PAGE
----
Jordens, J. Zoe, Williams, Jeannette N., Jones, Graeme R. and Heckels, John E.
Detection of meningococcal carriage by culture and PCR of throat swabs and mouth gargles
Journal of Clinical Microbiology, 40, . (doi:10.1128/JCM.40.1.75-79.2002).
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The standard method for detecting meningococcal carriage is culture of throat swabs on selective media, but the levels of carriage determined depend heavily on the skills of the individuals taking the swab and interpreting the cultures. This study aimed to determine the most sensitive detection method for meningococcal carriage. Throat swabs and saline mouth gargles, obtained from 89 university students, were processed in parallel by conventional culture and TaqMan ctrA PCR. Carriage of meningococci, as detected by the combined methods, was 20%.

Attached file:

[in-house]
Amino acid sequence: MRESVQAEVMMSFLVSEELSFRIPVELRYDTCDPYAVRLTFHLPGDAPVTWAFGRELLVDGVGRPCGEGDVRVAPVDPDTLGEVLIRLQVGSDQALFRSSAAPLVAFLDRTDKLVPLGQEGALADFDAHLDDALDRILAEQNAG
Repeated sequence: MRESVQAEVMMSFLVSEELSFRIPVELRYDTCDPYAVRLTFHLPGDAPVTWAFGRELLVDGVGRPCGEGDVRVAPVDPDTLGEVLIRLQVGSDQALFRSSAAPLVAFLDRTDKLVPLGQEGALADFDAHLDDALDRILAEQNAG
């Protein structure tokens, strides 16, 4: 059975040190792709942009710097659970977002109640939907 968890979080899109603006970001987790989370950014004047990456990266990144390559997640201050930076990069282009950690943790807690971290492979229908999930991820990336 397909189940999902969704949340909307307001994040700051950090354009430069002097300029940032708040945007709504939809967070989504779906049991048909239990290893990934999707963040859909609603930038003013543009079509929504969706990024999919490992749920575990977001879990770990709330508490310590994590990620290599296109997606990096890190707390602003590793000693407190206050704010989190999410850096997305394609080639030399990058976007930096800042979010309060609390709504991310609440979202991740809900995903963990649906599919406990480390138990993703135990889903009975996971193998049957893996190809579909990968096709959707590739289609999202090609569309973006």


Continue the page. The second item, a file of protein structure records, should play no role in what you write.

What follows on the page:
The sensitivities of throat swab culture, throat swab PCR, gargle culture, and gargle PCR were 72, 56, 56, and 50%, respectively, and the probabilities that these techniques would correctly identify the absence of carriage (negative predictive value [NPV]) were 93.4, 89.9, 89.9, and 88.8%. Culturing both throat swabs and gargles increased the NPV to 98.6%. The further addition of throat swab PCR increased this to 100%. Testing gargles by both culture and PCR was as sensitive as testing throat swabs by both methods, suggesting that gargles may be a suitable alternative for large-scale screening studies when throat swabs are difficult to obtain, although they required more lengthy laboratory processing. PCR was a useful adjunct to culture for detecting nasopharyngeal carriage, but it failed to detect some nongroupable strains. For maximum sensitivity, a combination of techniques was required. This study indicates the confidence with which health care professionals involved in meningococcal screening can regard laboratory results.
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